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Track By Tracks: Maitreya - Hyper Reels (2021)


1. Catalyst:

Catalyst was the last song we wrote for the album and became an instant favourite. We believe it shows the full array of sounds in one song. Catalyst features signature Maitreya song devices like; riff- heavy sections, clean-ambient moments, big breakdowns, melodic lead passages, anthemic chorus vocals, a drum solo and progressive exploratory song structure. We wrote this song about Mark and his catalyzing role in bringing the band together, Mark’s dedication to the band in being able to organize various elements of writing, recording, and performance cannot be understated. In the same spirit, this is a song that has a very grateful and optimistic tone.

2.Departed:

Departed keeps the energy high and is the most technically complex song on the record. Departed borrows some operatic influence and is one of the more progressive songs. The lyrical ideas stem from AI fiction such as Westworld, The Matrix, and Blade Runner, with themes of questioning consciousness and revelations about the nature of truth.

3. Radical:

Radical is about a human who integrates his body and mind with technological upgrades, then regrets his decisions after the artificial intelligence takes control of his consciousness. Radical showcases our signature spin on the traditional metalcore sound. Utilizing the archetypal story of someone getting what they wish for in a more negative way than they had imagined, like a genie, or the Twilight Zone. This song has a more angry and oppressive tone to reflect the struggle of the character getting consumed by his own technological greed.

4. Summit:

Summit is an exploration of the concept of spiritual value, and the way that giving time and attention to things gives them power. At times we give this power to things or concepts which do not add positivity to our lives but instead hollow and degrade our existence. Inspired by the novel American Gods by Neil Gaiman and the show of the same name. The song also touches on the themes of tradition versus postmodernism; Do we trust in the concrete past or look to the future, free from constraint?

5. Invaders:

Invaders is a song questioning the place and impact of technology in our world. Do things that make life easier make us better as a whole society? Does the ability to distract ourselves from our lives with an ever-growing industry of media help us, or does it make the very things we’re distracted from grow and ultimately hinder our personal growth? Is there a way back to the way life was before, or are we stuck now with the culture of dissociation and distraction? The impact of technology has had is viscerally felt by the band, having been the part of the last generation to grow up without it for the majority of childhood. No one on the planet can predict how technology will affect humanity as a whole, for the better or for the worse. Technology has been so useful in creating connection and intimacy, while also encouraging distraction and apathy. We name drop Black Mirror in this song as a snarky reference to the show that encompasses the more pessimistic side of this technological commentary.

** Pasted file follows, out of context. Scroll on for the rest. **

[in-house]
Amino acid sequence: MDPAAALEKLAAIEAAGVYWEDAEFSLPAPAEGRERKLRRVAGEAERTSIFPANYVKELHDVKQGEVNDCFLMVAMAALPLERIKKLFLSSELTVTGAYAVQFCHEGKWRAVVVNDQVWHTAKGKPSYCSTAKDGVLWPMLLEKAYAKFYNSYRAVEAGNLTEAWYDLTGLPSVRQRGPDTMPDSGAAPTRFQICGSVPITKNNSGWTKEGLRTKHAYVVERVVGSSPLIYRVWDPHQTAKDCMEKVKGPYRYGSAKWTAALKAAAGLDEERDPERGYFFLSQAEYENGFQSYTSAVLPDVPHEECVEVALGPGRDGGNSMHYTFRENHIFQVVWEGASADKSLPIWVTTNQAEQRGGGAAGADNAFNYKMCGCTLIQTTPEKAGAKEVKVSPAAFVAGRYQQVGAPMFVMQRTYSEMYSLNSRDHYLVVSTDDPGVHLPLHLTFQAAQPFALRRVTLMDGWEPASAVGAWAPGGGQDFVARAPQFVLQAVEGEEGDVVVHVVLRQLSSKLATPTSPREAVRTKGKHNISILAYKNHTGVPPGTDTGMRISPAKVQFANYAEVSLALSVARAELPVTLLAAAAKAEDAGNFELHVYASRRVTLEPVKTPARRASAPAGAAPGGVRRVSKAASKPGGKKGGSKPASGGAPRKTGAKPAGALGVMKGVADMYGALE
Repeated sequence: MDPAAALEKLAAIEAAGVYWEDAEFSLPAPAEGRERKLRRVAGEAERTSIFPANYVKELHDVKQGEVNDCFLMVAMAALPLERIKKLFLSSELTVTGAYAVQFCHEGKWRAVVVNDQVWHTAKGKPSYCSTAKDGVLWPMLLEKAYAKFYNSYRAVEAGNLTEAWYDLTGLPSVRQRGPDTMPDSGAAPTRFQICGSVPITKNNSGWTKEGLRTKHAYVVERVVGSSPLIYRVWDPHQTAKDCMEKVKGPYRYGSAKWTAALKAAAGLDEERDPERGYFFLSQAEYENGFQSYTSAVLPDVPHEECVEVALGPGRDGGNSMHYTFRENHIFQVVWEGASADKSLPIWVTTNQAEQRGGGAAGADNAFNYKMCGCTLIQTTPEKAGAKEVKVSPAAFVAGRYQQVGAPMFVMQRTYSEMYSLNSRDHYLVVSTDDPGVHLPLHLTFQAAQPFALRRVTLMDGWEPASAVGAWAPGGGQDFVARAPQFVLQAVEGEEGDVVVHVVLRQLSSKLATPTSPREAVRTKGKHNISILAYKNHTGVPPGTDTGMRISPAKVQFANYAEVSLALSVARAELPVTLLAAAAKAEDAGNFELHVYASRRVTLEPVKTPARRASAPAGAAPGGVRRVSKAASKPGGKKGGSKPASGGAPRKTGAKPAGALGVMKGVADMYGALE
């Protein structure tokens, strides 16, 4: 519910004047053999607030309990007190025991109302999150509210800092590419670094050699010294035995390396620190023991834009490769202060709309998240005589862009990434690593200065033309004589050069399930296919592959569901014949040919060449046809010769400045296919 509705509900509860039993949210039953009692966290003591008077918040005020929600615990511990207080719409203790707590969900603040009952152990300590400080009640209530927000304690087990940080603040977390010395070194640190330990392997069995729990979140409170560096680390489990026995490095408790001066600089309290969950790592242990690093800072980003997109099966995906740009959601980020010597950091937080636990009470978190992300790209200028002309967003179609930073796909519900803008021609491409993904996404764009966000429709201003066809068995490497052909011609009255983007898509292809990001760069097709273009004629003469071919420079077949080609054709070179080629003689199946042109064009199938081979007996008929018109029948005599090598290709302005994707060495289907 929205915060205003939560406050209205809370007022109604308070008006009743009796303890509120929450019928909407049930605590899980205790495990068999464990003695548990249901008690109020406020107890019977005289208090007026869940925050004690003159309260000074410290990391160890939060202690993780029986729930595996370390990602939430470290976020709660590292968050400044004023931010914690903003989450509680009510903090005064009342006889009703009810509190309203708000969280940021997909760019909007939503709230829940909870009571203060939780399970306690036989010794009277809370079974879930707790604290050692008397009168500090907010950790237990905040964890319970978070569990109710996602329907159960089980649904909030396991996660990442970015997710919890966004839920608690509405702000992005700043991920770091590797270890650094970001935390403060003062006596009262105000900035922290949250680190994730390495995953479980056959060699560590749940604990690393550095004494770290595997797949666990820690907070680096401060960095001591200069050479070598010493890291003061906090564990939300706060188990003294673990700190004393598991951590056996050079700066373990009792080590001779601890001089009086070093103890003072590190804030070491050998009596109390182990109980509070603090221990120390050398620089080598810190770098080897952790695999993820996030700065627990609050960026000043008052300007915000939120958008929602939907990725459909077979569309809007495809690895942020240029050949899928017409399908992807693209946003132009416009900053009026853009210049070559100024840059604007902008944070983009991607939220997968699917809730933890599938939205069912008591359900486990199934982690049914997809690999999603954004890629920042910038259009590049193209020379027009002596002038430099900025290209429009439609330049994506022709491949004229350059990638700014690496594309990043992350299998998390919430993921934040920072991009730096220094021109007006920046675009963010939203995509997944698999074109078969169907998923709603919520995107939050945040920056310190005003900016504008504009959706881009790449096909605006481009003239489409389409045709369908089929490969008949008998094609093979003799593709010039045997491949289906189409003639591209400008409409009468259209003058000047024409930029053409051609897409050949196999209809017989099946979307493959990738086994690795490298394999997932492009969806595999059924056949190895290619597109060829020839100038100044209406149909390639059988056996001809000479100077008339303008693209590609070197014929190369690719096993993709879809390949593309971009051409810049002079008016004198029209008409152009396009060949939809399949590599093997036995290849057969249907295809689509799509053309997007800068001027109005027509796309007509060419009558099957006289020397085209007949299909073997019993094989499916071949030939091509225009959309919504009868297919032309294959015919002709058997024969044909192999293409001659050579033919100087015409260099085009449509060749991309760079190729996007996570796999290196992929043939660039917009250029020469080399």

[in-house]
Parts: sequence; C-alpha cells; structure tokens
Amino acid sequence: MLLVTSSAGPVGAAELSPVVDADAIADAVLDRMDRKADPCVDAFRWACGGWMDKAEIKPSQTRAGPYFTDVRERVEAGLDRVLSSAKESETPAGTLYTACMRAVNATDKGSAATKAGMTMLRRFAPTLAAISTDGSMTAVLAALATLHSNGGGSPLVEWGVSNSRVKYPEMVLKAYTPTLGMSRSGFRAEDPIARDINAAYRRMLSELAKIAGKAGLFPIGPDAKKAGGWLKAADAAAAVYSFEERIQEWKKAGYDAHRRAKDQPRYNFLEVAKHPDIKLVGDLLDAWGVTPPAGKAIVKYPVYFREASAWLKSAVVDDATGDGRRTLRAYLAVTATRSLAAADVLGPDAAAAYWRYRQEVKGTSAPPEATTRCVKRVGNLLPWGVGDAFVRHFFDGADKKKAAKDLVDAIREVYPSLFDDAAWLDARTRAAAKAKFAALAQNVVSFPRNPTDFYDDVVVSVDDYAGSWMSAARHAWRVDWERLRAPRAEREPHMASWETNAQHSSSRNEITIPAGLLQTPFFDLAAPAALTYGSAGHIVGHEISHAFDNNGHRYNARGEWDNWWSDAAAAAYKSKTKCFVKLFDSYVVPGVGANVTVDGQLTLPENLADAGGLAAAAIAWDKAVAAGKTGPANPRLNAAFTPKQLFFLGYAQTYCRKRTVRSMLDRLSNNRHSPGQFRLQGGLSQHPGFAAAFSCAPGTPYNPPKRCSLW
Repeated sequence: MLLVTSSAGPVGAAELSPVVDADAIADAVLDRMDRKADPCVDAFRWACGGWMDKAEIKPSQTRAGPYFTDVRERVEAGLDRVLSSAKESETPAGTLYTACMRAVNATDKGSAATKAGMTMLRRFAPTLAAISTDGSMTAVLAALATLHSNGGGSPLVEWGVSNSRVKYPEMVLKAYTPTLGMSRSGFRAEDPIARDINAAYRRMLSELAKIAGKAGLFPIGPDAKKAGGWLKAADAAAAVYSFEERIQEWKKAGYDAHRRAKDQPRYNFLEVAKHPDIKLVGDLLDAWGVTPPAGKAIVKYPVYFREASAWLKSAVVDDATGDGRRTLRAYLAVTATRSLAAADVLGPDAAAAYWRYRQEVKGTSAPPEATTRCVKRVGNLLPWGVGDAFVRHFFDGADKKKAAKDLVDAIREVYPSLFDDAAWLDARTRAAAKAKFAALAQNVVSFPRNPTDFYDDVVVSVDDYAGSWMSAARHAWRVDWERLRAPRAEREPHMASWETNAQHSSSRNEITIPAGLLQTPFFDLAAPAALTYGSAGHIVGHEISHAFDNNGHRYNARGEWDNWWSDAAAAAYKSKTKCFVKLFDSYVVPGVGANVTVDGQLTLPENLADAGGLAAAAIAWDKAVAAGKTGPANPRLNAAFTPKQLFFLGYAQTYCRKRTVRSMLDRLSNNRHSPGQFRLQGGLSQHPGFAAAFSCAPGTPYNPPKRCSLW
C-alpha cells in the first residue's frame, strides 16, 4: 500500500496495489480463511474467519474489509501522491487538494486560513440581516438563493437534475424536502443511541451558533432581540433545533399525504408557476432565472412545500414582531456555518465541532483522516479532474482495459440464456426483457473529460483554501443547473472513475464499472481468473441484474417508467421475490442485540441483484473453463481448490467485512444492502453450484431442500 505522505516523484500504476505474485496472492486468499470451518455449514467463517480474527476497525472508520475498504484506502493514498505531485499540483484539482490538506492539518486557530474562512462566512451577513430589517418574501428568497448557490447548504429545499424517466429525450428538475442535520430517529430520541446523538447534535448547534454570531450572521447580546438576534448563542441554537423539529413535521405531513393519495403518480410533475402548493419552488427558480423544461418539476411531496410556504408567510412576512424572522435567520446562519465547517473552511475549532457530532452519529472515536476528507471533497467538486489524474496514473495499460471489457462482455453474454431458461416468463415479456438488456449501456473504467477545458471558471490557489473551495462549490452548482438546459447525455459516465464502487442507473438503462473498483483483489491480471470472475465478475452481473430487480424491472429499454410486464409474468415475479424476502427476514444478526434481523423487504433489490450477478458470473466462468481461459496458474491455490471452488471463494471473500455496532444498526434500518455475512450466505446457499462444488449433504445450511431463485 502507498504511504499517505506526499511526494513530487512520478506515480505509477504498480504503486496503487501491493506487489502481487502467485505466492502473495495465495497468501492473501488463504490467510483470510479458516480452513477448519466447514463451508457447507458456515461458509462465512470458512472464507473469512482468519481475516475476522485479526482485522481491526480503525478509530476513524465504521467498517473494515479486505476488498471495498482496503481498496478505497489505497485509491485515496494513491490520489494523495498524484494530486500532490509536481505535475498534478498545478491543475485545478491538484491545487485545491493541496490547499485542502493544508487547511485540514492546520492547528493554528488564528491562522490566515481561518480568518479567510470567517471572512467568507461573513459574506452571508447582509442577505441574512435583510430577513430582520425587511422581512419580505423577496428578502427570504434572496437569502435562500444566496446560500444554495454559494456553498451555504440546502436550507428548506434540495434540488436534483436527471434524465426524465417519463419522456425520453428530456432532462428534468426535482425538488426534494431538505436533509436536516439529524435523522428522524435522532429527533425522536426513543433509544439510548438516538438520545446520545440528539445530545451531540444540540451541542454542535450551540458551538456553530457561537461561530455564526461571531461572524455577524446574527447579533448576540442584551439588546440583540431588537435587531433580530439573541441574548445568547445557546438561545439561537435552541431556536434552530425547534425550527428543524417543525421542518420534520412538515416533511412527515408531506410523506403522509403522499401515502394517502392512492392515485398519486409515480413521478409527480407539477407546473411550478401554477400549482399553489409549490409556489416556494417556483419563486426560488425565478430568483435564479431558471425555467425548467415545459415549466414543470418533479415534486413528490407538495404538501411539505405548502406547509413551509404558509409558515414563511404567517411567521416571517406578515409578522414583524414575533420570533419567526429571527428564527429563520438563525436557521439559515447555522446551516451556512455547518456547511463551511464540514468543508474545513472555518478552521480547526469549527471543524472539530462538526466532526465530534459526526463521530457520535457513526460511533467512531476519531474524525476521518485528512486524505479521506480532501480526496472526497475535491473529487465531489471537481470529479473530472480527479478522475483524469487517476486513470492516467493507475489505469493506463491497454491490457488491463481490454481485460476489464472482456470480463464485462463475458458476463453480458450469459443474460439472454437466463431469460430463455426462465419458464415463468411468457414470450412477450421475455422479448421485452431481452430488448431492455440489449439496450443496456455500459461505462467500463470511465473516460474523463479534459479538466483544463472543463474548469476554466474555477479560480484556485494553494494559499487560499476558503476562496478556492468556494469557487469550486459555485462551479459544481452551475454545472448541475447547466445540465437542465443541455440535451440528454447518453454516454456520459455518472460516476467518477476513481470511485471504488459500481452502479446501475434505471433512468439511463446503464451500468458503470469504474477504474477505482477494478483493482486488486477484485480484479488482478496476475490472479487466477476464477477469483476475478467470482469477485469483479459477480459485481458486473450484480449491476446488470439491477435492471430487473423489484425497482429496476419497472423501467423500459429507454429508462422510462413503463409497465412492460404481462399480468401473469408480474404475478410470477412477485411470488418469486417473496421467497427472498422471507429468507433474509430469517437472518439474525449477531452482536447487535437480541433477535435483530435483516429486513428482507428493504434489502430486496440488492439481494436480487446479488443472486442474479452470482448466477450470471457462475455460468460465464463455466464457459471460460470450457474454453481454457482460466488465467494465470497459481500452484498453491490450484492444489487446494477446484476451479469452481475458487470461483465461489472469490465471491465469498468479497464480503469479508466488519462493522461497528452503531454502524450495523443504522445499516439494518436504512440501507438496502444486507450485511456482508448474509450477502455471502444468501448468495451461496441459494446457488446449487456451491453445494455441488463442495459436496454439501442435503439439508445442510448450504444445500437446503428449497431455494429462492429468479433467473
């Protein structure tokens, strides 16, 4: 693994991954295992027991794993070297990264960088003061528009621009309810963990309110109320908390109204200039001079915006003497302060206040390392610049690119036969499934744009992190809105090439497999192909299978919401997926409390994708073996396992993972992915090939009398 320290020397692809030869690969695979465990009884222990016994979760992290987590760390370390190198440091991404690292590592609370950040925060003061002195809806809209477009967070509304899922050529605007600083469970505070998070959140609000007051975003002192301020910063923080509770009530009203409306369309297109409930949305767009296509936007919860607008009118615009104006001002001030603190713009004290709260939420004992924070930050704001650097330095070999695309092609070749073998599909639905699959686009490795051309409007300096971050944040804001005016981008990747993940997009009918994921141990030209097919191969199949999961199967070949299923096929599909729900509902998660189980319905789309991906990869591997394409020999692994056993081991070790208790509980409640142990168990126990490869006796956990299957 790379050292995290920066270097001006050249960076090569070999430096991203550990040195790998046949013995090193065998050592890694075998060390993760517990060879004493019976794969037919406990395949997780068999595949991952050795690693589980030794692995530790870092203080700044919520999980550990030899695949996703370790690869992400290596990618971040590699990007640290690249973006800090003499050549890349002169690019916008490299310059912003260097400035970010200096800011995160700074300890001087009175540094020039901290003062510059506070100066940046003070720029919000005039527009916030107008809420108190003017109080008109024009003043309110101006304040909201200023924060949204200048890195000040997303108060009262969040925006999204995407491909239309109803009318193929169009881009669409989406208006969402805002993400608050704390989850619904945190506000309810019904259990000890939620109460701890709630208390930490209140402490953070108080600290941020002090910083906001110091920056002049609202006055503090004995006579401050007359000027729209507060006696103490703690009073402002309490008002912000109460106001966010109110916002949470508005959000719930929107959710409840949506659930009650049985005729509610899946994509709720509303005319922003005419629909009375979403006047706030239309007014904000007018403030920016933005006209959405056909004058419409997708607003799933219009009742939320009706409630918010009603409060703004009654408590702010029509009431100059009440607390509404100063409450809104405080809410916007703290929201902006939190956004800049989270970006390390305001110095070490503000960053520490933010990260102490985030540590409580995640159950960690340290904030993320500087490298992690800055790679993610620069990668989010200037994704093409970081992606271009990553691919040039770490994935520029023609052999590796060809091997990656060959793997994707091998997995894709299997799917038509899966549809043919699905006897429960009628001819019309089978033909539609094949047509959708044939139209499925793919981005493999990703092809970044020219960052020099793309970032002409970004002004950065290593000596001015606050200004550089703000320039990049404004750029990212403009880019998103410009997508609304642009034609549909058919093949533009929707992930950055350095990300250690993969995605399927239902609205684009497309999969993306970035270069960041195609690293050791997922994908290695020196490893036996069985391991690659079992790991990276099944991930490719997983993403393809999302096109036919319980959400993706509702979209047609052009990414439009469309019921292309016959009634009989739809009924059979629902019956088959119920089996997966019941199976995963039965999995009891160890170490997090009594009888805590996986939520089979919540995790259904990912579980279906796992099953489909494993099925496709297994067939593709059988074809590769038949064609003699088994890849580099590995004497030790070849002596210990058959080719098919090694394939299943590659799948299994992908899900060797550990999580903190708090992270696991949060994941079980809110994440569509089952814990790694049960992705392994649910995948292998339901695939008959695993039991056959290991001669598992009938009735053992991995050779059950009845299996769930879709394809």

6. Bloom:

Dreams are something we all share, whether it's a pleasant walk through a garden with a long- lost friend, a surreal inversion of mundane life, or a horrific run in with an unknowable evil, we all have them at some time. As universal as dreams themselves is the wish to control these experiences. Bloom explores this idea, through the eyes of a dreamer who finds themselves tormented until they gain control. Inspired by the concept of lucid dreaming, and the imaginative power that dreams hold. Drowning in your own consciousness can be quite scary, and we try to capture some of that energy in a creative way.

7. Pilgrim:

Pilgrim has one of the more broad scoped lyrics concepts in the album. It talks about social trends and the kind of philosophy which organizes our society. Our society is organized in a way that leads many to feel imprisoned and trapped within the social norms and systemic structures that exist. This song seeks to emulate both the feelings of imprisonment, as well as a more positive vision for our collective societal future.

8. Flesh Engine:

The original inspiration for Flesh Engine came after seeing Meshuggah live while tripping on acid. The moshpit seemed to engulf the entire room, the band was like a machine engine that churned all the bodies into the room into a massive turbine. Flesh Engine is a big ol’ love letter to identity philosophy as well as a lil sprinkling of cartesian dualism. Commenting on how identity can be defined as the sum of one’s memories and experiences. The song also comments on how prevalent overthinking is and also representing negative thought spirals that are an unproductive waste of thought. The energy of the song feels frustrated, the frustration of figuring out one’s identity, as well as one’s own mind.

9. Hyper Reels:

A manifesto compilation of seed messages from songs spanning our discography.

10. Iswara:

Similar to Pilgrim, Iswara deals in a broad societal commentary. This time specifically reflecting on the culture of fear that exists and rules most of the world. At a time when capitalism and consumerism are dominant powers, our spiritual selves are left starving for genuine meaning and purpose. This song reflects the plight of the average soul, trying to live without fear, and focusing on the things we do have, rather than what is absent.

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